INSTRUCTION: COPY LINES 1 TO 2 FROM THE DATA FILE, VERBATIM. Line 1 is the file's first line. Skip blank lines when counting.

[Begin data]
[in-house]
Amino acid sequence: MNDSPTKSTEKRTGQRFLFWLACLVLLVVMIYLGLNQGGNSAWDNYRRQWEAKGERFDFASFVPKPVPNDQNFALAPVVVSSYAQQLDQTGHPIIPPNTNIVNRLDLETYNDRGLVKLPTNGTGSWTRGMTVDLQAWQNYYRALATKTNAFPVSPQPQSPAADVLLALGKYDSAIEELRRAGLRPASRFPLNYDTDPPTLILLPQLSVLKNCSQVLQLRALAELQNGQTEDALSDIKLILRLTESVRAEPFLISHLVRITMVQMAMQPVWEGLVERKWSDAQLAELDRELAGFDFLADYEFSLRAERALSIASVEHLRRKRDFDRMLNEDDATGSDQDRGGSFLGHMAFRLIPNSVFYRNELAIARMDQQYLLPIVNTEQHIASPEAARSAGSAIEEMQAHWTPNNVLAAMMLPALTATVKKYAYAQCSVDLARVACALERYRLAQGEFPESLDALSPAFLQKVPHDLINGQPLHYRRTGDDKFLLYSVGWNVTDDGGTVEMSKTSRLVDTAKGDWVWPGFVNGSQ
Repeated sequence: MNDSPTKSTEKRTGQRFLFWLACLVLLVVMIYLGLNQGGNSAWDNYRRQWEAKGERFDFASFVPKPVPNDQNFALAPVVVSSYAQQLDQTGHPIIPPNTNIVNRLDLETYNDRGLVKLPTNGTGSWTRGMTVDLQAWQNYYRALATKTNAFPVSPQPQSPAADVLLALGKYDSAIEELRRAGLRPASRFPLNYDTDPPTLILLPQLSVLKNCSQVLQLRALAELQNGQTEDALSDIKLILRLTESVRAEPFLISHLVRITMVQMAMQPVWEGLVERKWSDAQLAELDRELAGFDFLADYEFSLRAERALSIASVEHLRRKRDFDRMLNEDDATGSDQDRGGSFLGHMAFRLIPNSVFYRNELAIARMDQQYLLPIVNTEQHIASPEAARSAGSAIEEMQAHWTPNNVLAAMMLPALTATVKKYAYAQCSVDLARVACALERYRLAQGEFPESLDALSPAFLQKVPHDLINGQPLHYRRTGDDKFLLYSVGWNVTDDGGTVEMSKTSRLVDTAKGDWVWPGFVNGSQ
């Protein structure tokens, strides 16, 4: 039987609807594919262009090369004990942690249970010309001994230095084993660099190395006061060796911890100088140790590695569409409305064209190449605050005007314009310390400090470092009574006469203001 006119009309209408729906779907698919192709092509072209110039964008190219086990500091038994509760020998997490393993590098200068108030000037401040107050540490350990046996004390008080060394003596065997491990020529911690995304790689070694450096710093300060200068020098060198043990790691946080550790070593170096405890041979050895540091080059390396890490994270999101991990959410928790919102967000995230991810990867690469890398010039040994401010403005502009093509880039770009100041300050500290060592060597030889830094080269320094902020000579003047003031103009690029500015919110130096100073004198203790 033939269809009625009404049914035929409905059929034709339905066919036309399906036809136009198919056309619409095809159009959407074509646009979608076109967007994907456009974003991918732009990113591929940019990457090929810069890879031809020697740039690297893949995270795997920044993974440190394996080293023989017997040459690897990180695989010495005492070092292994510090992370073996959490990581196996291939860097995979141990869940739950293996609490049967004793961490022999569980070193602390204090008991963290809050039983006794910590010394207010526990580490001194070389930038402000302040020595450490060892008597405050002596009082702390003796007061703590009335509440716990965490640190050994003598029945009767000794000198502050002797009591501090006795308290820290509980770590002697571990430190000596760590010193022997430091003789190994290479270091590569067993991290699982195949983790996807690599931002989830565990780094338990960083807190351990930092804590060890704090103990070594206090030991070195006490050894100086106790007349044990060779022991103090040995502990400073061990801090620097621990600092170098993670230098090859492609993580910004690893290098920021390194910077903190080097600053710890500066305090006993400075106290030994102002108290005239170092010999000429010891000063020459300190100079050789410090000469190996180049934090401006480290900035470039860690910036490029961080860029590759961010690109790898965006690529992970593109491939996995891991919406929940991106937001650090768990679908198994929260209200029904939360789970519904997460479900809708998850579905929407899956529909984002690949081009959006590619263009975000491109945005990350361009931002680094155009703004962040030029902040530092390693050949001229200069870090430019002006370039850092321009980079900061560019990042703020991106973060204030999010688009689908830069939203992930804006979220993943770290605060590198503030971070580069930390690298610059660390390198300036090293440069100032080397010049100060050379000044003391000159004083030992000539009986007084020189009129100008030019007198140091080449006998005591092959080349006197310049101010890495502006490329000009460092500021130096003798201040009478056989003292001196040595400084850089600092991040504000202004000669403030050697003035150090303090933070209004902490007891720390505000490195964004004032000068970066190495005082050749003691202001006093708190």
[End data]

[in-house]
Amino acid sequence: MNDSPTKSTEKRTGQRFLFWLACLVLLVVMIYLGLNQGGNSAWDNYRRQWEAKGERFDFASFVPKPVPNDQNFALAPVVVSSYAQQLDQTGHPIIPPNTNIVNRLDLETYNDRGLVKLPTNGTGSWTRGMTVDLQAWQNYYRALATKTNAFPVSPQPQSPAADVLLALGKYDSAIEELRRAGLRPASRFPLNYDTDPPTLILLPQLSVLKNCSQVLQLRALAELQNGQTEDALSDIKLILRLTESVRAEPFLISHLVRITMVQMAMQPVWEGLVERKWSDAQLAELDRELAGFDFLADYEFSLRAERALSIASVEHLRRKRDFDRMLNEDDATGSDQDRGGSFLGHMAFRLIPNSVFYRNELAIARMDQQYLLPIVNTEQHIASPEAARSAGSAIEEMQAHWTPNNVLAAMMLPALTATVKKYAYAQCSVDLARVACALERYRLAQGEFPESLDALSPAFLQKVPHDLINGQPLHYRRTGDDKFLLYSVGWNVTDDGGTVEMSKTSRLVDTAKGDWVWPGFVNGSQ